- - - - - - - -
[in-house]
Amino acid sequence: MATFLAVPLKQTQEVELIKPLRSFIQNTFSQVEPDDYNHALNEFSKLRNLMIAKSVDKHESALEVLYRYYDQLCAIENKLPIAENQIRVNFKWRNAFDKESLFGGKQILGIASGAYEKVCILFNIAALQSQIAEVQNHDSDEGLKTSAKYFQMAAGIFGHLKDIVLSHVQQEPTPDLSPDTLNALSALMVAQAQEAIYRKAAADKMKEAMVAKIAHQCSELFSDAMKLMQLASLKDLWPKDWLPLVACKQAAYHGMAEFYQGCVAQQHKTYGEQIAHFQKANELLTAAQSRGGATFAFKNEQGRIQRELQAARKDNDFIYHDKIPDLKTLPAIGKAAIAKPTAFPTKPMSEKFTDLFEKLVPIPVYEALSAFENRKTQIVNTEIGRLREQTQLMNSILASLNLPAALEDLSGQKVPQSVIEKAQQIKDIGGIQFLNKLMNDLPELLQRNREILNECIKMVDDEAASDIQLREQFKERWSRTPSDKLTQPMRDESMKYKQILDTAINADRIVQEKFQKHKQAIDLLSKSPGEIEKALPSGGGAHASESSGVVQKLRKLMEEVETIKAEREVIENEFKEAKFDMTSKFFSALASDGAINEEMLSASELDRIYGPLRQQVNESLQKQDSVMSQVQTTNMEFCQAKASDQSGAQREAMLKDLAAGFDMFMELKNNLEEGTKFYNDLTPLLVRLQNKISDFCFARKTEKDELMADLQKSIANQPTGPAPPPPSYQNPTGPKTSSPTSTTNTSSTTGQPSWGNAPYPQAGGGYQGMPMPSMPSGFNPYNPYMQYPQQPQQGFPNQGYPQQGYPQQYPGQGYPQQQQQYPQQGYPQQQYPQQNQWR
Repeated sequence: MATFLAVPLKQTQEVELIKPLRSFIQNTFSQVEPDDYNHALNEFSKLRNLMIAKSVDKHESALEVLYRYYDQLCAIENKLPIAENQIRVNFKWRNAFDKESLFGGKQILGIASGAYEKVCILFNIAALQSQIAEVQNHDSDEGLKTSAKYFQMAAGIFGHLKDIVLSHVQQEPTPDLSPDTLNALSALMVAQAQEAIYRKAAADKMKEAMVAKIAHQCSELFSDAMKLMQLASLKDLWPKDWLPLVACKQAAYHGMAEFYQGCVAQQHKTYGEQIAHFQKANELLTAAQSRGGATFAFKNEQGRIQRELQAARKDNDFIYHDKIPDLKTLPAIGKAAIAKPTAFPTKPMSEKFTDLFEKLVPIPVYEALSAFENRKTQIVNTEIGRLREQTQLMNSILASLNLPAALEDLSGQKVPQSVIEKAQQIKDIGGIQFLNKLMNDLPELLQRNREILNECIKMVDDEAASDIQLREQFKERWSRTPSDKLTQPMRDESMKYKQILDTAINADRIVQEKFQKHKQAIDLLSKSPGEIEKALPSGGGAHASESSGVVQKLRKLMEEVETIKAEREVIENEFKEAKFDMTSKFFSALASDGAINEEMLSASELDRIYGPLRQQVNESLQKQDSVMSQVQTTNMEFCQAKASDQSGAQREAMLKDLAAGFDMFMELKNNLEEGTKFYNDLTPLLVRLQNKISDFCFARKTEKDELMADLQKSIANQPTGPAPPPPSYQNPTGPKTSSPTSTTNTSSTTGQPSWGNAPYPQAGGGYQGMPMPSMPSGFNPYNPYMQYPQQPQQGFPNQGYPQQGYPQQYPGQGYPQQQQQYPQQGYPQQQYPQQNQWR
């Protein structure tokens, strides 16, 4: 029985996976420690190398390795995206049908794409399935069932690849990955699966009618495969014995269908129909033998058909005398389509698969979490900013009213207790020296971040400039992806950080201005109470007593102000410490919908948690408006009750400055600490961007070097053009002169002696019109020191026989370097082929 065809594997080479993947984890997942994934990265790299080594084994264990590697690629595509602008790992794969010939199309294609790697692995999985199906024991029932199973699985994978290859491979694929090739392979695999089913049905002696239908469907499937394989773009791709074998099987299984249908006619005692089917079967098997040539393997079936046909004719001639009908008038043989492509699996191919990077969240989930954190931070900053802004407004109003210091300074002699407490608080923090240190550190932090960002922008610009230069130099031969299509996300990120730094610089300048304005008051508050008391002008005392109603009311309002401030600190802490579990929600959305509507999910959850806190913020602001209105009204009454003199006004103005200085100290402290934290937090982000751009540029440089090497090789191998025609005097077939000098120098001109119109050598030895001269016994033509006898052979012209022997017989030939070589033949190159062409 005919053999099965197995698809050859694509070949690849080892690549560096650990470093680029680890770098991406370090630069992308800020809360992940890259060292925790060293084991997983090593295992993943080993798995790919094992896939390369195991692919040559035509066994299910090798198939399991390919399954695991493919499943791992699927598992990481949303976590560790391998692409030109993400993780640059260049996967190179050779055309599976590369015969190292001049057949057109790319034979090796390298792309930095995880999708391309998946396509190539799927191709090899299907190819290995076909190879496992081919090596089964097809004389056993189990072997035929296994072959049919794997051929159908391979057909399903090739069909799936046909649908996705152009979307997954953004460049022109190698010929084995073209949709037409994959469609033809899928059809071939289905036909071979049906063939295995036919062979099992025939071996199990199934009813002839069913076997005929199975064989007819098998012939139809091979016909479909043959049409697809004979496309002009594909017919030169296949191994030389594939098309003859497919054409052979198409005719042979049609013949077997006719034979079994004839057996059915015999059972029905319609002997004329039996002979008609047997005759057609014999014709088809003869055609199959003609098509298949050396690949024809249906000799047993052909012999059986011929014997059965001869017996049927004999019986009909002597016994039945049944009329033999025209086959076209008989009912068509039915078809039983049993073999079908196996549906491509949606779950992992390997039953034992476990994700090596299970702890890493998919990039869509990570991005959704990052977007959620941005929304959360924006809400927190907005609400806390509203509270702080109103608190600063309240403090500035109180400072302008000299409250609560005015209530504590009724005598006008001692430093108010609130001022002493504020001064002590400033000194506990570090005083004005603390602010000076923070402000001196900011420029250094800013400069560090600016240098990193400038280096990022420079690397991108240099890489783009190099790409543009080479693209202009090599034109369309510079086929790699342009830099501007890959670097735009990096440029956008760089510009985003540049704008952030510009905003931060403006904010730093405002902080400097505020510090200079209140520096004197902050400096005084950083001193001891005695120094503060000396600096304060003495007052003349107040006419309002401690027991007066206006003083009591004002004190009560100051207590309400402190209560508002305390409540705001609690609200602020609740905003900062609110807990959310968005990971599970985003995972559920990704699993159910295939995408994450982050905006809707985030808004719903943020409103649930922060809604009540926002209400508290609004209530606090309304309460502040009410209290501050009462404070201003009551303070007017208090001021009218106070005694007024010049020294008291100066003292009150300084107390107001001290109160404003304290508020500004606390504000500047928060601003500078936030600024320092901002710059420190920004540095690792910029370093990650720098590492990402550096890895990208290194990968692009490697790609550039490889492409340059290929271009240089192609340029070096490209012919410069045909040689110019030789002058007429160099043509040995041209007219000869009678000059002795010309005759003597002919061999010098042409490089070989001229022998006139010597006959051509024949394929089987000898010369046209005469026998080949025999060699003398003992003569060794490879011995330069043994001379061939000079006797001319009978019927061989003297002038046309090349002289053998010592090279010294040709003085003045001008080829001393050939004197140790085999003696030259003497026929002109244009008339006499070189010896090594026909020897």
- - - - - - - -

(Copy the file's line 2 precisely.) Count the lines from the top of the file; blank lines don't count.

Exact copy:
Amino acid sequence: MATFLAVPLKQTQEVELIKPLRSFIQNTFSQVEPDDYNHALNEFSKLRNLMIAKSVDKHESALEVLYRYYDQLCAIENKLPIAENQIRVNFKWRNAFDKESLFGGKQILGIASGAYEKVCILFNIAALQSQIAEVQNHDSDEGLKTSAKYFQMAAGIFGHLKDIVLSHVQQEPTPDLSPDTLNALSALMVAQAQEAIYRKAAADKMKEAMVAKIAHQCSELFSDAMKLMQLASLKDLWPKDWLPLVACKQAAYHGMAEFYQGCVAQQHKTYGEQIAHFQKANELLTAAQSRGGATFAFKNEQGRIQRELQAARKDNDFIYHDKIPDLKTLPAIGKAAIAKPTAFPTKPMSEKFTDLFEKLVPIPVYEALSAFENRKTQIVNTEIGRLREQTQLMNSILASLNLPAALEDLSGQKVPQSVIEKAQQIKDIGGIQFLNKLMNDLPELLQRNREILNECIKMVDDEAASDIQLREQFKERWSRTPSDKLTQPMRDESMKYKQILDTAINADRIVQEKFQKHKQAIDLLSKSPGEIEKALPSGGGAHASESSGVVQKLRKLMEEVETIKAEREVIENEFKEAKFDMTSKFFSALASDGAINEEMLSASELDRIYGPLRQQVNESLQKQDSVMSQVQTTNMEFCQAKASDQSGAQREAMLKDLAAGFDMFMELKNNLEEGTKFYNDLTPLLVRLQNKISDFCFARKTEKDELMADLQKSIANQPTGPAPPPPSYQNPTGPKTSSPTSTTNTSSTTGQPSWGNAPYPQAGGGYQGMPMPSMPSGFNPYNPYMQYPQQPQQGFPNQGYPQQGYPQQYPGQGYPQQQQQYPQQGYPQQQYPQQNQWR